Filmmaker Patty Greer got an early Christmas present: After being slapped with a slander lawsuit by Louisville-based Gaia Inc. on August 6, the court dismissed the case without prejudice on December 14, noting that three months had passed without Greer being served.
But on December 27, Gaia filed a new lawsuit against Greer, asking for a million dollars in damages.
"The process server attempted to serve the complaint on Greer and Greer Films, but was not able to find them at any of the addresses where they were purportedly located," reads the second complaint. The physical address associated with Greer Films LLC is a solar-powered home Greer previously rented in unincorporated Boulder County; that house is now occupied by its owners.
Dubbed the Netflix of spiritual films, Gaia has a collection of more than 8,000 movies that can be streamed by 466,000 members in 180 countries. It owns the distribution rights to four of Greer's films.
In its new lawsuit, Gaia repeats its allegations that in response to low viewership of her own films, Greer “embarked on a calculated and malicious course of conduct designed to attack Gaia’s business and its professional reputation.”
Greer has made eight documentaries since 2006, when she first visited a crop circle in Wiltshire, England. Her films have won eight awards, including five EBEs from the International UFO Congress convention.
In March 2011, Greer signed a ten-year contract with Gaia, which was then known as Gaiam, giving it exclusive rights to distribute four of her films in exchange for a $10,000 advance. According to the lawsuit, Gaia “never recouped the advance.” Greer says that in December 2015, Gaia agreed to resell her the distribution rights in exchange for Greer returning $2,134 of the advance. But Gaia also wanted her to sign a nondisclosure agreement, she adds, and when she refused, the deal was called off.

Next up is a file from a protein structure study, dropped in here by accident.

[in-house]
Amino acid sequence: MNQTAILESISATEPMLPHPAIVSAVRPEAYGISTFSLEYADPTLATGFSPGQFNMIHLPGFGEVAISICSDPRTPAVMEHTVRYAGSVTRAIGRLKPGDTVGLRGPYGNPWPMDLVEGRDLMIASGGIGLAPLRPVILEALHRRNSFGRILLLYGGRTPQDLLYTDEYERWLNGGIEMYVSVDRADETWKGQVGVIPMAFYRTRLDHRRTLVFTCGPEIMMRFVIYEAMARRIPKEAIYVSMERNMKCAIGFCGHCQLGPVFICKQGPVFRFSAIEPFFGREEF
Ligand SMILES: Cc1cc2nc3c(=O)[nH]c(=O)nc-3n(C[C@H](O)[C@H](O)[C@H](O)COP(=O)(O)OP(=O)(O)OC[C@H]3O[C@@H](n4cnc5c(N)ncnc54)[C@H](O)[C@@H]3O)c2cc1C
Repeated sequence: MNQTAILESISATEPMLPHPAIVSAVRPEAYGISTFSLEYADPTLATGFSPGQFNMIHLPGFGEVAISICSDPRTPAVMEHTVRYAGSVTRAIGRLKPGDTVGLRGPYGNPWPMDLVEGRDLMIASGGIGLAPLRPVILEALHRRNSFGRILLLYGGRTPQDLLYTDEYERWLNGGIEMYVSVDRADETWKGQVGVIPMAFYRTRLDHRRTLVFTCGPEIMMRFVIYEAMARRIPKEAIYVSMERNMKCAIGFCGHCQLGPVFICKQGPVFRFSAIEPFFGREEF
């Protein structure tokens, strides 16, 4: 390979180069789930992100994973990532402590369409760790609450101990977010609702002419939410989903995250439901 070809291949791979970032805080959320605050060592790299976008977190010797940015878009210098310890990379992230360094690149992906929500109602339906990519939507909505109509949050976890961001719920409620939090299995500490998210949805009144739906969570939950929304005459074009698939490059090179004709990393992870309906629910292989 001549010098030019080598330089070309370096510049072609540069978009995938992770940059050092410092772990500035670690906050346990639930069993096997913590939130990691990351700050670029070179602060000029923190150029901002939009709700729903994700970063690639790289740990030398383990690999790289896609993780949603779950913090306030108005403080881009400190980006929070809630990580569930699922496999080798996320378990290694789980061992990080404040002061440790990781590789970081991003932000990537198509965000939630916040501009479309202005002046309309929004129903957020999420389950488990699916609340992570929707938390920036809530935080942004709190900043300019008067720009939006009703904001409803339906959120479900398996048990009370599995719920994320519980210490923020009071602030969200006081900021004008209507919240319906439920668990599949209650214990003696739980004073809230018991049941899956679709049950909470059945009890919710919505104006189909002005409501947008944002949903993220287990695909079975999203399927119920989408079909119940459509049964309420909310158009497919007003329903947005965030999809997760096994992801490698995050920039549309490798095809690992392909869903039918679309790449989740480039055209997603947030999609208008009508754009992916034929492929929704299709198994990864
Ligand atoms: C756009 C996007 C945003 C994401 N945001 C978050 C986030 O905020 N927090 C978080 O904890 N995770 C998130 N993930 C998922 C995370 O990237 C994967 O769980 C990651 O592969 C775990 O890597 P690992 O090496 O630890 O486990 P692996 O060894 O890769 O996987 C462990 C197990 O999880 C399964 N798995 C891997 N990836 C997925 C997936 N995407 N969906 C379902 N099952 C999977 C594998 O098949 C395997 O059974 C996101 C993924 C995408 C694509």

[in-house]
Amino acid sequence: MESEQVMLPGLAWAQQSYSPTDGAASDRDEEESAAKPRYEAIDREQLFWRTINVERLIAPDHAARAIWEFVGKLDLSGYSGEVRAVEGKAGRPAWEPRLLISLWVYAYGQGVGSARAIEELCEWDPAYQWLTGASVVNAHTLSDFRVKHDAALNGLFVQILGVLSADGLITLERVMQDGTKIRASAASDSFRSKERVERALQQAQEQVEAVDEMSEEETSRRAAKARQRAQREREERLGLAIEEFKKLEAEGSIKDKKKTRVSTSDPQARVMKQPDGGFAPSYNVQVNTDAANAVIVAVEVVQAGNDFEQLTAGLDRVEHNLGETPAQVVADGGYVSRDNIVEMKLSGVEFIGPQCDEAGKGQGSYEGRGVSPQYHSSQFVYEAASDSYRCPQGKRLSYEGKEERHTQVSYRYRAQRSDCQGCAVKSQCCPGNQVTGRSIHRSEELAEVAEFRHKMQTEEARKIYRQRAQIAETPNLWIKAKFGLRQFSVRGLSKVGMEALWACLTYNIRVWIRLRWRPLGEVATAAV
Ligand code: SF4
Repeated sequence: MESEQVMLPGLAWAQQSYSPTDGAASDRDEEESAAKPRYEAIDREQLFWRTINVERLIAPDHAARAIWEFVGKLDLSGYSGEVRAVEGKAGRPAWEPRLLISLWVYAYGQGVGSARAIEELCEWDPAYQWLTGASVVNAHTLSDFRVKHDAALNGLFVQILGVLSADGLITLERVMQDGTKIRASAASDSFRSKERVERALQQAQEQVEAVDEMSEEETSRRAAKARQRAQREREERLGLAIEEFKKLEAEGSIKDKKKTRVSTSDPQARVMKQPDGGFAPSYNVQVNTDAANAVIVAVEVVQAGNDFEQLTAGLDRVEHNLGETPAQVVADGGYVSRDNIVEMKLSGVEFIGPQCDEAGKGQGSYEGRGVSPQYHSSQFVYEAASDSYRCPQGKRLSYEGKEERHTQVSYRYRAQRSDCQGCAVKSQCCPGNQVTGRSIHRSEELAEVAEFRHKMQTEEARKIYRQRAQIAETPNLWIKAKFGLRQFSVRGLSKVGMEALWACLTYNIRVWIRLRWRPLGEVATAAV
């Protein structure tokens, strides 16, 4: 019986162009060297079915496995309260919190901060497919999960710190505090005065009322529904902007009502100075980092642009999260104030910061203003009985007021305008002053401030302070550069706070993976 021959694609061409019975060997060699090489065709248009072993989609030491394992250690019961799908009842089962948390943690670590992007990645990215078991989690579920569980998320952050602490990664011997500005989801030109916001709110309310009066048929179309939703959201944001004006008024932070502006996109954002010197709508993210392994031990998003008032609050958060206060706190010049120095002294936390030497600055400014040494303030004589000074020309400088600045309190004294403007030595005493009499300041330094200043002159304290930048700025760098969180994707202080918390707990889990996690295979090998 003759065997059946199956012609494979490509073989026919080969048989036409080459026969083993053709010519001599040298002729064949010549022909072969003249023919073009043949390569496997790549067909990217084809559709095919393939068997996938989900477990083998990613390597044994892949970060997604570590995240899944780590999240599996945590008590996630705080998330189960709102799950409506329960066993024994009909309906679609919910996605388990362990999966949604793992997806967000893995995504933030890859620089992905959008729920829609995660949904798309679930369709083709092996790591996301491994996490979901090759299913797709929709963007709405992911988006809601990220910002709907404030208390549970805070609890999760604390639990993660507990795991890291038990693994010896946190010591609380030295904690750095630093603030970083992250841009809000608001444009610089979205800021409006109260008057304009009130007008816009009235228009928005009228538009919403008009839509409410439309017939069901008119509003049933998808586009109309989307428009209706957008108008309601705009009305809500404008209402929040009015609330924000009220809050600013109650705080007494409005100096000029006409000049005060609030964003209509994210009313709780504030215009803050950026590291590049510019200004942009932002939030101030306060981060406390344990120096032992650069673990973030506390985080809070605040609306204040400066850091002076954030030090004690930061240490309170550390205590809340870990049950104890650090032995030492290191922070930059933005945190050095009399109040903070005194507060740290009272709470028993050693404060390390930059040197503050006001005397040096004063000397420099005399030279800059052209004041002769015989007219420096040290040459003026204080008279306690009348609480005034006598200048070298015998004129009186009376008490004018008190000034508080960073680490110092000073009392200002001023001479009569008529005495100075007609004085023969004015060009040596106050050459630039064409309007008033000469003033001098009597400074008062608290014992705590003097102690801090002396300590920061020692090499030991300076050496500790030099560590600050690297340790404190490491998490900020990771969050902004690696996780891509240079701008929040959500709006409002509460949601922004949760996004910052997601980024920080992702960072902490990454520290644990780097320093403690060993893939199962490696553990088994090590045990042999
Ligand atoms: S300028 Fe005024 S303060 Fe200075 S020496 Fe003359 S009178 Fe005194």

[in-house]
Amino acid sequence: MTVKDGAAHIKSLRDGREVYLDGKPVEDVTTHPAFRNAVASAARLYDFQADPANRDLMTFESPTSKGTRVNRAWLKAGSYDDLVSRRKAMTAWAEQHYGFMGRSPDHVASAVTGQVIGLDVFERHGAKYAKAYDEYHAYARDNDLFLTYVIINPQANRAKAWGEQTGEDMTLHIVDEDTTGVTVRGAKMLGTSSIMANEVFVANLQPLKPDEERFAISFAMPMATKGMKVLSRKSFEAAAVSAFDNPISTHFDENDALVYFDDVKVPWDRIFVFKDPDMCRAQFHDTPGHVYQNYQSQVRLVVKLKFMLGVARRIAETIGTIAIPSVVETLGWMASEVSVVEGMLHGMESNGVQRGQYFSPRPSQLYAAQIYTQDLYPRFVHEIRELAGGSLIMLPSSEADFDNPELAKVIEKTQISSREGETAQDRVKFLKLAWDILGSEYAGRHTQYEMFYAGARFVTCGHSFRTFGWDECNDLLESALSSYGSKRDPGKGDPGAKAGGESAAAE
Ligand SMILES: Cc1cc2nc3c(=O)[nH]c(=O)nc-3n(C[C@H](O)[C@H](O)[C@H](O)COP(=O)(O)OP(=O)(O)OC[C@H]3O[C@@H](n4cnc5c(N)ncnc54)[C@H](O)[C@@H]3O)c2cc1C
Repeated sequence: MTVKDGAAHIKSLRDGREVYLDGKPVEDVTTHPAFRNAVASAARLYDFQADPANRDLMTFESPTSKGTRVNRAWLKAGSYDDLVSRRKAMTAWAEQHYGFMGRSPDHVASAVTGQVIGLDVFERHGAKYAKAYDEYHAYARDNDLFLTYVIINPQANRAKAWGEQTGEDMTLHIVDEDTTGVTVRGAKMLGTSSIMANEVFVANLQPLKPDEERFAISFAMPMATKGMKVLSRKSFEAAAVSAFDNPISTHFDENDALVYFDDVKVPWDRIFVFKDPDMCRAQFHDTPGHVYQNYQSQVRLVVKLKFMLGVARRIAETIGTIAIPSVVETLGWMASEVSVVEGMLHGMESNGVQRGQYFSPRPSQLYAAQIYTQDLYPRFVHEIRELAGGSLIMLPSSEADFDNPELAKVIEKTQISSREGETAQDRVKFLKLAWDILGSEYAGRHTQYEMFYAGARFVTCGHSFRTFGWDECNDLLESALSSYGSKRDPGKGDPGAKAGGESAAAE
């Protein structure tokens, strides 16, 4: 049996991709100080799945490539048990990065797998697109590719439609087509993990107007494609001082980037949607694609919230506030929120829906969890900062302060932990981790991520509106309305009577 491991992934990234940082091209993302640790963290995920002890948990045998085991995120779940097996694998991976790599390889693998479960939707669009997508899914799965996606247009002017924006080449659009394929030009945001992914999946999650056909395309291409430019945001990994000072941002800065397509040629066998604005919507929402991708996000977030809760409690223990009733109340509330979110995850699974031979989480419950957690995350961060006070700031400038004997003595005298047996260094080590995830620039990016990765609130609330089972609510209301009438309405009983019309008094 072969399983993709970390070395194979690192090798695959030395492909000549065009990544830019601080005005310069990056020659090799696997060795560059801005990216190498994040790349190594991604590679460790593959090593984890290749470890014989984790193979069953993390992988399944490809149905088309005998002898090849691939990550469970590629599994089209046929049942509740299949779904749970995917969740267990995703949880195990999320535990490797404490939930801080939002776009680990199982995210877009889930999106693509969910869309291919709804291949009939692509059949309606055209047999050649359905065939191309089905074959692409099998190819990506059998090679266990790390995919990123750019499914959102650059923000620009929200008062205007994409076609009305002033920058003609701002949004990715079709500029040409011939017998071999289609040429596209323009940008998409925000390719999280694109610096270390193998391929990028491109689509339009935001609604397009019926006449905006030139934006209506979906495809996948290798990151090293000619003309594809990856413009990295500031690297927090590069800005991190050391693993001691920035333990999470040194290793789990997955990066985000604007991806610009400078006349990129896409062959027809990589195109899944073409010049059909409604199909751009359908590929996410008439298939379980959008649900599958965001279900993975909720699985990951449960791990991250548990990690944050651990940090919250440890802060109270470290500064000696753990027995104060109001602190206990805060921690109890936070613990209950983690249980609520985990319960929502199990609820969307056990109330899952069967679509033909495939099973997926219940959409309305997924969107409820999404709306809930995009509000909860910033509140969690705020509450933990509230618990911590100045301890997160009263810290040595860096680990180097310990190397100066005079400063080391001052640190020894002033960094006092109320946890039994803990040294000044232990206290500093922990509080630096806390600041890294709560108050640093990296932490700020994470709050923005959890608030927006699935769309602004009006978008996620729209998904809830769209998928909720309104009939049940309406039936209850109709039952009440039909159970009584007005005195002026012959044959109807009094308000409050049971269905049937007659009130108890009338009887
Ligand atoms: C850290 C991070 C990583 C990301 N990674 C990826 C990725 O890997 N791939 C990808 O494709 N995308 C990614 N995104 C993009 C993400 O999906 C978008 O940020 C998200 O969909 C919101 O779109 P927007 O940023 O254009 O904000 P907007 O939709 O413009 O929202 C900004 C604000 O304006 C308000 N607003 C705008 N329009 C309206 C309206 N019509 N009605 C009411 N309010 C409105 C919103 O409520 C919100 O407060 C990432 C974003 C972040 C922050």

The lawsuit presents several videos as evidence of its allegations, including "Gaia TV Imploding, What's Next?"; Business Game Changers creator Sarah Westall produced parts one and two. Featuring Greer alongside "American alchemist" Laura Eisenhower, the videos discuss an infiltration of Gaia programming by Satanists and reptilians.
Greer says that she simply reports on what she’s read and heard from sources, and was fed information from disgruntled Gaia employees using the pseudonym #GEM.
"I know that someone sent dozens of letters to me personally as GEMTEAM33@protonmail.com that also reiterated the intense claims from David Wilcock’s resignation letter," Greer says, referring to a document that went viral, detailing why the famed spiritualist broke with Gaia in June. (Wilcock never publicly commented on the letter, nor did he respond to numerous inquires from Westword. Gaia's offices are closed for the holidays, and there was no response to a request for comment on the new suit.)
In August, Westall released a bare-bones video of Greer detailing what was happening with Gaia.
The new lawsuit quotes statements made by Westall, Eisenhower and others, and accuses Greer of knowing they “were false...and published...with the intent to cause harm to Gaia.”
After her experience with Gaia, Greer says she has no intention of making more movies. She's released her four films not contracted through Gaia for free on YouTube and her website. Those films include The Shift Has Hit the Fan, which gained more than 16,000 views.
“What I did was I made my movies free, because I’m done fighting bullies," Greer explains. "The letters that I get every single day are long, lengthy, loving, supportive, massive from all these different countries, and I have been hidden like nobody else in the field.”
While her attorney fights this new lawsuit (reproduced below), Greer is shifting her focus to "important energy work. It's serious prayer with a lot of intention. I plant my feet on the ground and connect to the Earth."
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